Ender’s game is an interesting read given that the overarching theme revolves around the pressure of being ‘the chosen one’ in a futuristic setting. We are introduced to a world where Earth has previously been invaded by and Alien race known as ‘Buggers’. After preventing the invasion the – now united – world council have set up a space station known as Battle School, where children are trained to become military personnel in anticipation for another alien attack.
We are introduced to Ender Wiggin, a prodigy on track to be selected for Battle School. Much of his life thus far has seen him segregated from society (bar his sister) as his brother and other potential, failed candidates channel their jealousy into harassing our protagonist. Though Ender is a somewhat pacifist spirit, he learns pretty quickly that in order to survive his situation he needs to strike first and strike hard.
During his time in Battle School, Card dives deeper into this theme in having Ender purposely pointed out as superior by his teachers among his classmates in what can only be described as a ‘diamonds are formed under pressure’ tactic. We see Ender’s emotional response seem to change his compassionate self, something the military wishes to squash in order to create the perfect strategist.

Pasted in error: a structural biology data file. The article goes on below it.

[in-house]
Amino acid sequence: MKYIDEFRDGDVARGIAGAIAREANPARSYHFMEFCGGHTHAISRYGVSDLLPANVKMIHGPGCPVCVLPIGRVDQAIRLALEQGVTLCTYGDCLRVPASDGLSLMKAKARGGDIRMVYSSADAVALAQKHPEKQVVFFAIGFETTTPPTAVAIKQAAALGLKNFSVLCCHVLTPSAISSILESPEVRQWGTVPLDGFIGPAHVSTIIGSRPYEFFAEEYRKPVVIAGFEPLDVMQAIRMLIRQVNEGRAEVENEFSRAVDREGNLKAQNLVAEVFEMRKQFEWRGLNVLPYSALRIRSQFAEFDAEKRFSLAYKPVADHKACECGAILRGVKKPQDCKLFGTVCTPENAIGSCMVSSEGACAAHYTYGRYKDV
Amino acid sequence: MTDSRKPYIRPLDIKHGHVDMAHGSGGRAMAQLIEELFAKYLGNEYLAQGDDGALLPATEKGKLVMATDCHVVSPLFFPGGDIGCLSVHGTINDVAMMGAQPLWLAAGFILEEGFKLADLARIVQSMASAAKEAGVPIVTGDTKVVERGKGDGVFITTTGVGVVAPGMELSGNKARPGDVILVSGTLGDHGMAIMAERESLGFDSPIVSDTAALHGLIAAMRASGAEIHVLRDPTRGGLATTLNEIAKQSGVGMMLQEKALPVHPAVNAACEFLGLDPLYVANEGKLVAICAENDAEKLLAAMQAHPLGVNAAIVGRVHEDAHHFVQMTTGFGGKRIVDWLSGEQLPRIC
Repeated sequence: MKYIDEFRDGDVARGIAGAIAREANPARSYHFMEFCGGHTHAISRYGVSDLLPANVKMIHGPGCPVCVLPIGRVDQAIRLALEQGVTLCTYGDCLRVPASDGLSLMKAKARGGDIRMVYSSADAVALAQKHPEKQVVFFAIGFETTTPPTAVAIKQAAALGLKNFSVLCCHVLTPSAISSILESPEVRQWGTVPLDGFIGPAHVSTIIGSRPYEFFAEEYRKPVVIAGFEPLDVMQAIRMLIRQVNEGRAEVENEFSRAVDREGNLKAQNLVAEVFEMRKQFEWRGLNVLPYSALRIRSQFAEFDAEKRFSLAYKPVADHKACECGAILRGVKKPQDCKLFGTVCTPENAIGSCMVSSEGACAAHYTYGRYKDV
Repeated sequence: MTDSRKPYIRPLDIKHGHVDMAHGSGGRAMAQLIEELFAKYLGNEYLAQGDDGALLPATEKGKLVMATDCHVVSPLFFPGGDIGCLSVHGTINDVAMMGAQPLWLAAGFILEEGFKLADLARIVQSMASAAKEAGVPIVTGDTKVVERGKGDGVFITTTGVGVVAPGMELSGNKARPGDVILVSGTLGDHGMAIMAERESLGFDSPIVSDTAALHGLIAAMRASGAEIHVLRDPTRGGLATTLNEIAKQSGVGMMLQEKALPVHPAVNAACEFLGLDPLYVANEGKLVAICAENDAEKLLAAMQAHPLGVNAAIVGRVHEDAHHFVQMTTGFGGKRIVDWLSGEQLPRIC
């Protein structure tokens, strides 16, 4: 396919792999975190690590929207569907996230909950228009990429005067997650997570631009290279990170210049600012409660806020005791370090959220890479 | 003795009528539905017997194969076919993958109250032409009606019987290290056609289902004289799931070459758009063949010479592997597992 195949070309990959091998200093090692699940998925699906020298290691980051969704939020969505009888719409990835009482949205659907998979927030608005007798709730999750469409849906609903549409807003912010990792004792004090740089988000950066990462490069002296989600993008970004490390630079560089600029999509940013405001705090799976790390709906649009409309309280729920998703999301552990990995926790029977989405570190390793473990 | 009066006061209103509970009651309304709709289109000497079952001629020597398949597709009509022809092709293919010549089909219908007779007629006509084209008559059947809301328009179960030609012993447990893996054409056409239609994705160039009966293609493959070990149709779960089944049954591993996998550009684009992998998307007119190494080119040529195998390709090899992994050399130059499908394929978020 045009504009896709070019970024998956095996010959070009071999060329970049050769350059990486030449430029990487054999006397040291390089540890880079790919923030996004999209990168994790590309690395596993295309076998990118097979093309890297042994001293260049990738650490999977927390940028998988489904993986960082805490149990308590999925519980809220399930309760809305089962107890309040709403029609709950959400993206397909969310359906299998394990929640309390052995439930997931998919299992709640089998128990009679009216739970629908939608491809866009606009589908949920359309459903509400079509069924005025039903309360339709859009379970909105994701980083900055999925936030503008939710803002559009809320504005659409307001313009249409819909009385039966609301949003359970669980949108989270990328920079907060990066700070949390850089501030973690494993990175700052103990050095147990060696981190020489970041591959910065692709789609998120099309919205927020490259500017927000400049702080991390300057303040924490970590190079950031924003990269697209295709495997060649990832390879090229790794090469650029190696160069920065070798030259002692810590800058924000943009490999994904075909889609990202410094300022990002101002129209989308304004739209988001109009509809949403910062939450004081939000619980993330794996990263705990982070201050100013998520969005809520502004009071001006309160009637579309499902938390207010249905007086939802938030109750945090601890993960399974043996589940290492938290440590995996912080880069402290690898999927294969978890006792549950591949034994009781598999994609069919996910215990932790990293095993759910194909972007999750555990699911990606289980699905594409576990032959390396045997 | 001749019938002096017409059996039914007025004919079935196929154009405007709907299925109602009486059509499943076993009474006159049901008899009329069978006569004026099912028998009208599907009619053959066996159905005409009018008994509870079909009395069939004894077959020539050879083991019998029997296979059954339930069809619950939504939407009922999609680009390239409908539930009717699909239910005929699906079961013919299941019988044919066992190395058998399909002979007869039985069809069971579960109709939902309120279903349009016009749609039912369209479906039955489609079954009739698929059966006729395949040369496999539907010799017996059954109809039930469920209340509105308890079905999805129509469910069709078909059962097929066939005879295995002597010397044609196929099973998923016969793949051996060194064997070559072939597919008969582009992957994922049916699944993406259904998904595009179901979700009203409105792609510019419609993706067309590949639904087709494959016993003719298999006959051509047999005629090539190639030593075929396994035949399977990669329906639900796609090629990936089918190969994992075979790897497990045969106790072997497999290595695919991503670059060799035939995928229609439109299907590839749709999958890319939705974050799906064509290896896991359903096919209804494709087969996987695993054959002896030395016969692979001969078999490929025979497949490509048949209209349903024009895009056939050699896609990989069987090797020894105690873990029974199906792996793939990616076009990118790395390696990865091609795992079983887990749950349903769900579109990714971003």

The book evolves into one that mirrors the world that existed back when this book was published (1985), and has managed to remain relevant in the idea that the governments of the world have more control than we know. We see this when Ender’s final exams/game turn out to be the real deal. Unbeknownst to any of the children who’d been training in Battle and Command School they had been controlling the lives and armies that had been sent out to deep space in an attack on the Buggers who’d left Earth alone since there initial defeat. The realisation that Ender had been sacrificing lives like pawns on a chess board mirrored the realisation that he himself had been a pawn all along. He was a tool used by the military in order to exact the genocide of an alien race that had avoided Earth since the discovery that humanity was intelligent life.
I know this post hasn’t really followed the format of my usual reviews and that is simply because this book, though enjoyable makes you think. It forces you to dwell on the society we live in and how much we really know about it. You find yourself looking inwards to your own individuality, questioning how much of that was formed by your environment rather than yourself. And you start to become more aware of the impact you have on those around you. I know I’ve taken a philosophical approach in how I’ve analysed this novel, and most people who’ve read it will probably disregard the above under the ideology that it’s just a book with a great story. I agree, it is a great book, but a great story is more than just a well written plot, it makes you think. A great book should add value to your life in one way or another… but that’s just my take on it.